Very few people save their way to becoming wealthy. Instead, people who have gained a measurable amount of wealth tend to invest their money into appreciating assets that, over time, are worth more. Appreciating assets such as real estate, stocks, mutual funds, bonds, CDs (certificate of deposits), annuities, and a whole host of other opportunities are purchased with the expectation that their value will grow and increase the buying power of the money invested. With so many different options, it can be quite overwhelming when attempting to grasp all the information available for each investment opportunity to know which is right for you. So how do you know what a “good” investment is?
Any investing advisor worth their salt would advise any investor to consider a few factors such as the risk, volatility, liquidity, and history of the investment to evaluate the quality of an opportunity. But, of all the metrics used, one of the most popular is the interest rate or the “return rate” of the investment.
When it comes to investments and their earnings, interest rates can be simply be defined as the rate of increase of the value of an investment. Basically, it’s a measure of how hard your money is working to make more money! The higher the interest rate, the harder the investment is working, and the more money the investment is making. If an investment has a negative interest rate for a period of time, it actually lost value over that period. Inflation is a great example. Inflation can simply be defined as the rate at which money loses value over time. As time passes, money is worthless and it cost more money to buy the same items. Money loses its buying power. I know nobody likes to lose money! But the reality is all investments are subject to inflation and all investments will have times where they have negative returns. It’s just something that happens.
What is a good interest rate for an investment? It depends on your goals. Consider the following information in an example to demonstrate the power of high investment return rates.
• CDs have averaged 3.73% returns in the last 30 years.
• Bonds have averaged 4.3% returns in the last 30 years.
• Stocks have averaged 11.5% returns in the last 30 years.
• Inflation has averaged 2.6% over the last 30 years.
Assume a $10,000 investment in made in either CDs, bonds, or stocks 30 years ago.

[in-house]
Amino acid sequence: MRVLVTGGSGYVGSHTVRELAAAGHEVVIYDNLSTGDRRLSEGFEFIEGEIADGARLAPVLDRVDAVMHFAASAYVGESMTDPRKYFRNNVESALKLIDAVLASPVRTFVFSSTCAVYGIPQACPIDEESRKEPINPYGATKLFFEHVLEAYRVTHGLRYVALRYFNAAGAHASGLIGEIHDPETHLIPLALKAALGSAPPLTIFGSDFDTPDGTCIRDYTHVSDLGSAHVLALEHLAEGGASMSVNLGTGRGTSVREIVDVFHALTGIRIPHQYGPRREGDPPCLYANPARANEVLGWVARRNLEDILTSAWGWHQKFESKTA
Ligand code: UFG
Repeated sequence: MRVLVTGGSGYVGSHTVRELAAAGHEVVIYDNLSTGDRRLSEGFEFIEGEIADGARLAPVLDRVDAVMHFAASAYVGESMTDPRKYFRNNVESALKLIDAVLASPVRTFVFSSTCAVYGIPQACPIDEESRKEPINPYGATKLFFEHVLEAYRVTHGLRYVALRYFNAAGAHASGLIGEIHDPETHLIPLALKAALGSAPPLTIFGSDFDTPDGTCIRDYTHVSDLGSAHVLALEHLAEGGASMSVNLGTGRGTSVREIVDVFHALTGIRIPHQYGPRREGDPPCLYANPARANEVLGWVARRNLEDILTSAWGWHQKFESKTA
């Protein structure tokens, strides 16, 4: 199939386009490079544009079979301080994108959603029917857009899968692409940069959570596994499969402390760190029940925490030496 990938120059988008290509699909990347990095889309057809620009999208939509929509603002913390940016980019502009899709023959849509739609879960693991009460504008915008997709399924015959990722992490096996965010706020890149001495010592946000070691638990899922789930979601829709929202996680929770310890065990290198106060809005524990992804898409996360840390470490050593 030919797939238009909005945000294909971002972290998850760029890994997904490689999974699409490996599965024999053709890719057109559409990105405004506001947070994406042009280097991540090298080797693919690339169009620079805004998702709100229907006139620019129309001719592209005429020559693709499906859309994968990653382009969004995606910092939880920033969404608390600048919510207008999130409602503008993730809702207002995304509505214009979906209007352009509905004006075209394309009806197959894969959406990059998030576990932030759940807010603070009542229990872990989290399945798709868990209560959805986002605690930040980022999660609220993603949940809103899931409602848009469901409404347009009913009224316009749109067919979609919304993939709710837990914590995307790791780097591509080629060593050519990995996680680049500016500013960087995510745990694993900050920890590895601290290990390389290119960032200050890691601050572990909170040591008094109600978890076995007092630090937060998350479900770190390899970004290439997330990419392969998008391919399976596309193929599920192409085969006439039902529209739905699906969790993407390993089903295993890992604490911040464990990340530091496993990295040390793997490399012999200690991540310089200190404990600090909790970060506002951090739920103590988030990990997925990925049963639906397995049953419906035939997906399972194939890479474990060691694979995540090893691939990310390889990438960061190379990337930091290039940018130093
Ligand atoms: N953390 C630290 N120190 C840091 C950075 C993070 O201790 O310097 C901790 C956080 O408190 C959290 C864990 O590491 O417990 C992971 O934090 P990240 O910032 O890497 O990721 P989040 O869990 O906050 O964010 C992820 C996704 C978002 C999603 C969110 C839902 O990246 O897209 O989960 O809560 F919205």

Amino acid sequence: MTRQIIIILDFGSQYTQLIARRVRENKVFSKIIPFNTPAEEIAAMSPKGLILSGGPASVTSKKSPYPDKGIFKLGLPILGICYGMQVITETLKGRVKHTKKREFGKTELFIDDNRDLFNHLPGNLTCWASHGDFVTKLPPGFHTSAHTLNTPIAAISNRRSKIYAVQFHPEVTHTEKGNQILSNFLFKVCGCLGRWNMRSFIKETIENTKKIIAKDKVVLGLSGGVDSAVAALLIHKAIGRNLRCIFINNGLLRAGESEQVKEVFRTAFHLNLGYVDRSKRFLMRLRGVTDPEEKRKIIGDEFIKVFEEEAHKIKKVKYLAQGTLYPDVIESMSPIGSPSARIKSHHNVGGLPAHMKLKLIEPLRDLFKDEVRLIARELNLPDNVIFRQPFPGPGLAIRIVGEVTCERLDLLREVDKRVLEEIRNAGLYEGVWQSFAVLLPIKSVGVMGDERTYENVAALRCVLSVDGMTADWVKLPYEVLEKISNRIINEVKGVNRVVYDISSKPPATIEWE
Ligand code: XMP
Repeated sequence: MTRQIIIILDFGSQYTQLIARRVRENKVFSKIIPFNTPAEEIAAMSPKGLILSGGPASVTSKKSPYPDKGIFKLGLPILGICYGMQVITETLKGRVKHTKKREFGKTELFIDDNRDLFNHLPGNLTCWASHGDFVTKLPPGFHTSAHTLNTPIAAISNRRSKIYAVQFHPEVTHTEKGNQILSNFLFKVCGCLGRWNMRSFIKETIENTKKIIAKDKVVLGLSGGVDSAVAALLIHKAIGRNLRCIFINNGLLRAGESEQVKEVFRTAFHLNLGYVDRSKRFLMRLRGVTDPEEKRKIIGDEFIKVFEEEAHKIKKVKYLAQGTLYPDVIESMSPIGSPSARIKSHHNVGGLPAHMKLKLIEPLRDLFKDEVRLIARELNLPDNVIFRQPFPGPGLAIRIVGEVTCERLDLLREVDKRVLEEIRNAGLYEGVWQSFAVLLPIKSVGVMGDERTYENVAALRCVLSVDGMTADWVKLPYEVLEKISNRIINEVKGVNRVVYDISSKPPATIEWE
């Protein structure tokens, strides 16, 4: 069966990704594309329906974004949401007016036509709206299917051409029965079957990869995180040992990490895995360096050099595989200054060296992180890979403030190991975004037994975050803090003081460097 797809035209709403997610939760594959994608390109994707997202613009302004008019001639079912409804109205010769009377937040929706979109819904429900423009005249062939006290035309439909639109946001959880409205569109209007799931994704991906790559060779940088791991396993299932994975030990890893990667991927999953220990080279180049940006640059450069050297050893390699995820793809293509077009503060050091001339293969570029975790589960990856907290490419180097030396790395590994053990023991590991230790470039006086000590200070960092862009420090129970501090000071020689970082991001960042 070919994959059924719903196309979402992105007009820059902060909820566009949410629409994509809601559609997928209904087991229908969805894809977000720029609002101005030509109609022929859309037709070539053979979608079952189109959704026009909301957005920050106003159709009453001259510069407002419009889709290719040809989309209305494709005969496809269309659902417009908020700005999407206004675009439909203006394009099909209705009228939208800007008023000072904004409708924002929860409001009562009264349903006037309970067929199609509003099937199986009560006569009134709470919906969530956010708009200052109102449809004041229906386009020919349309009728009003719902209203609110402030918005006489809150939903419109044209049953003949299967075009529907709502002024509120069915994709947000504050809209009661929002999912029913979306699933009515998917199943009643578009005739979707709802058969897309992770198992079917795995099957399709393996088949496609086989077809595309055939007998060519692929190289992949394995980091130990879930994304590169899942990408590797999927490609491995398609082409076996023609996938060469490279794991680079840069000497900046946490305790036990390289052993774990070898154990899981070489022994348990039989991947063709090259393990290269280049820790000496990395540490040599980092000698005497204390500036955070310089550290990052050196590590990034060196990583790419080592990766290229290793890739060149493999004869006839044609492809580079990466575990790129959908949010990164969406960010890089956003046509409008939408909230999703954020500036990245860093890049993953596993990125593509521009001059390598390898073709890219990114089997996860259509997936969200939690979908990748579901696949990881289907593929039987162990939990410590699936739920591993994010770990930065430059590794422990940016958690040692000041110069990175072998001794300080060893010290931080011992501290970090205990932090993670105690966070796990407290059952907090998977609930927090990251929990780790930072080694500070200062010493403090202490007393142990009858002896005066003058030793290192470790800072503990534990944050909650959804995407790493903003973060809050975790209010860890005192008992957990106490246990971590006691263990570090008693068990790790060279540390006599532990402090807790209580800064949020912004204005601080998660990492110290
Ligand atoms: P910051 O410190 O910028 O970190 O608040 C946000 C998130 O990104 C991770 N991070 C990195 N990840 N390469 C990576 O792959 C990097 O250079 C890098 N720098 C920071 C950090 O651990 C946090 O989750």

• A $10,000 investment in CDs would grow to almost $28,922 today.
• A $10,000 investment in bonds would grow to almost $33,904 today.
• A $10,000 investment in stocks would grow to almost $234,948 today.
All three investments look fantastic, right? Well, maybe until you consider inflation. Remember, inflation devalues money and reduces buying power. Inflation has averaged -2.6% for the last 30 years. Because of inflation, the $10,000 invested has been devalued. So now, 30 years later, it takes more than $21,111 to have the same buying power as the $10,000 had 30 years ago. So, $21,111 has to be subtracted from the investment returns as an adjustment because of inflation.
• The buying power of the investment in CDs is reduced by $21,111 to $7,811.
• The buying power of the investment in bonds is reduced by $21,111 to $12,793.
• The buying power of the investment in stocks is reduced by $21,111 to $213,837.
By investing in CDs and bonds, money was made, but it was not impressive considering it took 30 years. But if we look at stocks that have a higher return, the story is different. Even considering inflation, the buying power has still increased to almost $214,000! Now we are building some wealth! This is more than 27X better than the investment in CDs and more than 16X better than investing in bonds.
The whole point of this Money Matters article is to demonstrate the effect a high-interest rate has on the growth of an investment. But a high-interest rate is not the only factor that should be considered. You should think about risk. Although stocks offer high return rates, they also are at high risk. And, on the other side, CDs offer the very low returns, their return rate is guaranteed. I’m not saying investments that have low returns are “bad” investments, but you do have to curb your expectations. If you are looking to grow wealth, CDs and bonds are probably not going to get you to want to be.
A good investment portfolio will have a mixture of investments, and subsequently, the investments will have different return rates. Regardless of your investment mixture, it’s important to understand where, and how, your money is invested. There is no need to try this by yourself! It’s just not wise. If you want to invest, I highly, highly recommend getting a trained professional to explain your investment options and the consequences of each. The bible says, “Wisdom is found in a multitude of counsel” (Proverbs 11:14, 15:22, 24:6), so get professional help and become the best steward you can be! God bless!